The Foundations of Female Entrepreneurship explores the relationship between home, household headship and enterprise in Victorian London. It examines the notions of duty, honor and suitability in how womenas ventures are represented by themselves and others and engages in a comparison of the interpretation of historical female entrepreneurship by contemporaries and historians in the UK, Europe and America. It argues that just as women in business have often been hidden by men, they have often also been hidden by the ahomea and the conceptualization of separate spheres of public and private agency and of athea entrepreneur. Drawing on contextual evidence from 1747 to 1880, including fire insurance records, directories, trade cards, newspapers, memoirs, the census and extensive record linkage, this study concentrates on the early to mid-Victorian period when ideals about gender roles and appropriate work for women were vigorously debated. Alison Kay offers new insight into the motivations of the Victorian women who opted to pursue enterprises of their own. By engaging in empirical comparisons with men's business, it also reveals similarities and differences with the small to medium sized ventures of male business proprietors. The link between home and enterprise is then further excavated by detailed record linkage, revealing the households and domestic circumstances and responsibilities of female proprietors. Using both discourse and data to connect enterprise, proprietor and household, The Foundations of Female Entrepreneurship provides a multi-dimensional picture of the Victorian female proprietor and moves beyond the stereotypes. It argues that active business did not exclude women, although careful representation was vital and this has obscured the similarities of their businesses with those of many male business proprietors.Enterprise, Home and Household in London, c. ... The trade card was a very popular form of business promotion in this period, before a reduction in prices in the second half of the ... An example of just such an establishment is that of Myraa#39;s Dress and Pattern Depot, a large establishment on Bedford Street in ... In proof, Madame V. requires no payment until successful in those cases treated by herself.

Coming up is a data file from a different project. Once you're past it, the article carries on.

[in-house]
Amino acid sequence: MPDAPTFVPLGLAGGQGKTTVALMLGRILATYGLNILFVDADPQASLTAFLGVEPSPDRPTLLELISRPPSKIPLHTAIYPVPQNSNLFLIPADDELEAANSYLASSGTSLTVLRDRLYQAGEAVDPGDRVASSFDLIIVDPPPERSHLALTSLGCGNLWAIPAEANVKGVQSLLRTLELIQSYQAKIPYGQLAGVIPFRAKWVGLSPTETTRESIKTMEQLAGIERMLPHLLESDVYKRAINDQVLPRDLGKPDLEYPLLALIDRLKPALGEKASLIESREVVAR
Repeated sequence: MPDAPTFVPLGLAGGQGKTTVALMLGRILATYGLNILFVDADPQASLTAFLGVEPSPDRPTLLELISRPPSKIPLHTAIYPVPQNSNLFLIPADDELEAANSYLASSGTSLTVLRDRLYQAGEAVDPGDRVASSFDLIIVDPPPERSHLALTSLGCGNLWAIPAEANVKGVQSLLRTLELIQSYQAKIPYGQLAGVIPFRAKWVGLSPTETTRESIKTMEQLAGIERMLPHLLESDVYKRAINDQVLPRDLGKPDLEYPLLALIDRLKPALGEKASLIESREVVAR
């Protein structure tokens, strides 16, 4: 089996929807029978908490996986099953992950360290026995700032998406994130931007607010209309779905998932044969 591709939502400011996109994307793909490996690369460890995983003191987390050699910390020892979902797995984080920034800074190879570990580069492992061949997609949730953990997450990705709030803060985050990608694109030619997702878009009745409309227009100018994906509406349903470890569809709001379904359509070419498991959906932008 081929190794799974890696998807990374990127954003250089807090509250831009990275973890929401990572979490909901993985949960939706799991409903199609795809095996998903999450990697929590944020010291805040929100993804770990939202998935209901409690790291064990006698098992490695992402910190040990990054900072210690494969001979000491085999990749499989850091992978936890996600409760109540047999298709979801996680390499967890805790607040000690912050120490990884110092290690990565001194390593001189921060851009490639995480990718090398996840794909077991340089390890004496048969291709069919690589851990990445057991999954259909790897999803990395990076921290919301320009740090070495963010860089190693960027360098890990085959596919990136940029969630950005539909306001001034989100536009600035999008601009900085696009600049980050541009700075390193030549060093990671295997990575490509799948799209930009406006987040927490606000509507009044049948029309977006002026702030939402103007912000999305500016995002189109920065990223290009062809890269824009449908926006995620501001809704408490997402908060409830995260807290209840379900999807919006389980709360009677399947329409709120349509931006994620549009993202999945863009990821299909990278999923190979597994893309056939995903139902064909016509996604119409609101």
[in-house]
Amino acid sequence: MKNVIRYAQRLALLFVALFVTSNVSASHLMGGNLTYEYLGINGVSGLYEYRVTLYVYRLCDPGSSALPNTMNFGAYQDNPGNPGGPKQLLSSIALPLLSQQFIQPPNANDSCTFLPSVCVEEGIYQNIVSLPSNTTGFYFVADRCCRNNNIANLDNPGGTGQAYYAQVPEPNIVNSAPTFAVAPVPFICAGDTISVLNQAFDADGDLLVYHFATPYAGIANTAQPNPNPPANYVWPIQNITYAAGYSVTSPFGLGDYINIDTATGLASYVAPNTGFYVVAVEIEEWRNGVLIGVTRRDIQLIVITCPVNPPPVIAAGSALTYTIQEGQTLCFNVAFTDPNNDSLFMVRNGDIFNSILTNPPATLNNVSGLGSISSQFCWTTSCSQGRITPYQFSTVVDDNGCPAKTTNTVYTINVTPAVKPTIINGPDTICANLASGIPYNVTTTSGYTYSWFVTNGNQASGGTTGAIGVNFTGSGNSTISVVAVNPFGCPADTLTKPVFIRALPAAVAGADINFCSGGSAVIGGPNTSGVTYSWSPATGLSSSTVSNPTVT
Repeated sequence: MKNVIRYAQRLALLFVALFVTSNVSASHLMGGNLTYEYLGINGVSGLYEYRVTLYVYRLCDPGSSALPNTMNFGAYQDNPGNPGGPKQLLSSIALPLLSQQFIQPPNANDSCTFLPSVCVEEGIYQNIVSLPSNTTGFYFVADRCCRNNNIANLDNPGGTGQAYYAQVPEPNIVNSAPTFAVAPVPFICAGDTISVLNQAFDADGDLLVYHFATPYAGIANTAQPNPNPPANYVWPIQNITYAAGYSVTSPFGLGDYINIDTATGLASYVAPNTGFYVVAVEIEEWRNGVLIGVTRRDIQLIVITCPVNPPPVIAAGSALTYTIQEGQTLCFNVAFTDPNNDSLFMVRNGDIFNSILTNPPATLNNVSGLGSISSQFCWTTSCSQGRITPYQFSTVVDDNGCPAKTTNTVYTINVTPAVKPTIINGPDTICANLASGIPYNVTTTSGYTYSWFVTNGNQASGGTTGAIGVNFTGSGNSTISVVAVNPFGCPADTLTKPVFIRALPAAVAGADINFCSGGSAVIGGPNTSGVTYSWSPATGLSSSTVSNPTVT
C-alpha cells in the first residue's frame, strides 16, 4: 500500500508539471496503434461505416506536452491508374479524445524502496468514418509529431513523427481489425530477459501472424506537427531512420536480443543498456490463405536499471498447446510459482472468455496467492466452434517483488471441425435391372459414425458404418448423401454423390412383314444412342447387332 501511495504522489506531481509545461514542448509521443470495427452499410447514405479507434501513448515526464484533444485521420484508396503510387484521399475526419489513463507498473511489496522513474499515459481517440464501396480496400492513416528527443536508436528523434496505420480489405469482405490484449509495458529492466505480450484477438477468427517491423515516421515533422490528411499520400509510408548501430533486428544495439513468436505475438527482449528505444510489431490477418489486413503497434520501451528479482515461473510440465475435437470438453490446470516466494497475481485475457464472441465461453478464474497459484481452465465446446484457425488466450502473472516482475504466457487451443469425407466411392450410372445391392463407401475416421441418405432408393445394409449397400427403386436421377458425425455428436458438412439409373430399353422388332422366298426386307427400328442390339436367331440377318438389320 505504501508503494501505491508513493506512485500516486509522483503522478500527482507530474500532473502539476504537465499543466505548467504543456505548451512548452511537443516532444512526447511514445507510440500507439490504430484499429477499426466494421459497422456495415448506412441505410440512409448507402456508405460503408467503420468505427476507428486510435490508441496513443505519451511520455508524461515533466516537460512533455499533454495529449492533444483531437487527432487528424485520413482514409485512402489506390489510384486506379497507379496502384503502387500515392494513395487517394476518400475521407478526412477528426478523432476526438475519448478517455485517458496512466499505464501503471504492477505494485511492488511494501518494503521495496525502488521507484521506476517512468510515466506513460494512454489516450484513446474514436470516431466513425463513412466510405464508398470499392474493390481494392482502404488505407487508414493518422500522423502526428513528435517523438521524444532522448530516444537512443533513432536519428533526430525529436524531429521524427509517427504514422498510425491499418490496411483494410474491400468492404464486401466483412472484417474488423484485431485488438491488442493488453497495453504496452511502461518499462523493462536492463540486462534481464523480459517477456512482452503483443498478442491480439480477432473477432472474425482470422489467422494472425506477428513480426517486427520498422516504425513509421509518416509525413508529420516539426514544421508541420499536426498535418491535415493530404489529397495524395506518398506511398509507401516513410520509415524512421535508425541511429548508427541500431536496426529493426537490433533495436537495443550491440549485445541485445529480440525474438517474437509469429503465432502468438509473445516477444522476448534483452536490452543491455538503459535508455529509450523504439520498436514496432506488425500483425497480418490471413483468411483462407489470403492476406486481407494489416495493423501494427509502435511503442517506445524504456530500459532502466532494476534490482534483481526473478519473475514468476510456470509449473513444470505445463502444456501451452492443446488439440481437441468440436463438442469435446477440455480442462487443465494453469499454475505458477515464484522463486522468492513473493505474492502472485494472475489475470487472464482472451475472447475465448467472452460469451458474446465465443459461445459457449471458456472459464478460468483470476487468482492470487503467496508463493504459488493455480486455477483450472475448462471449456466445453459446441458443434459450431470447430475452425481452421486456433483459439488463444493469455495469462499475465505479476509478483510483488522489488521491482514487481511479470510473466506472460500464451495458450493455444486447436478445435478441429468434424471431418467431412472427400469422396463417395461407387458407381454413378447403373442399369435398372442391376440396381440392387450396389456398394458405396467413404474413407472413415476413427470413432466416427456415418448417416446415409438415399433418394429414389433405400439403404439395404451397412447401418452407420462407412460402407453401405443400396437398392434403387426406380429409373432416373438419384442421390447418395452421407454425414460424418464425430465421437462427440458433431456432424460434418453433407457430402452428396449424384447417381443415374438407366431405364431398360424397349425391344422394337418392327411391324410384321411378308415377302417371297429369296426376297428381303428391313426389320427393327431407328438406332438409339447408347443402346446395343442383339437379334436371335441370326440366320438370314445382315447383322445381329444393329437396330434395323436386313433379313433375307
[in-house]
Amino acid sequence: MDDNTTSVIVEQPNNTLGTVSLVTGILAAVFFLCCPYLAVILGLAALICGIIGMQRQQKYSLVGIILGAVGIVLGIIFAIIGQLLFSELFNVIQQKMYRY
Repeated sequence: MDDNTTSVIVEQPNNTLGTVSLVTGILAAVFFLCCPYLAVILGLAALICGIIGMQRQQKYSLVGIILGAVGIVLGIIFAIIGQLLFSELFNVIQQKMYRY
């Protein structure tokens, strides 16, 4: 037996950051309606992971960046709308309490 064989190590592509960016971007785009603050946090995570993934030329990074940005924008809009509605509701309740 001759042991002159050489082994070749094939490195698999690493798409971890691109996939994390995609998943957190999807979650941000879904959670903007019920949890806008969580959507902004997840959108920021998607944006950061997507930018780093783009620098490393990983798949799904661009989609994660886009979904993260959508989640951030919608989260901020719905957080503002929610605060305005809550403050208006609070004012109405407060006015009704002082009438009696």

|Title||:||The Foundations of Female Entrepreneurship|
|Publisher||:||Routledge - 2012-08-21|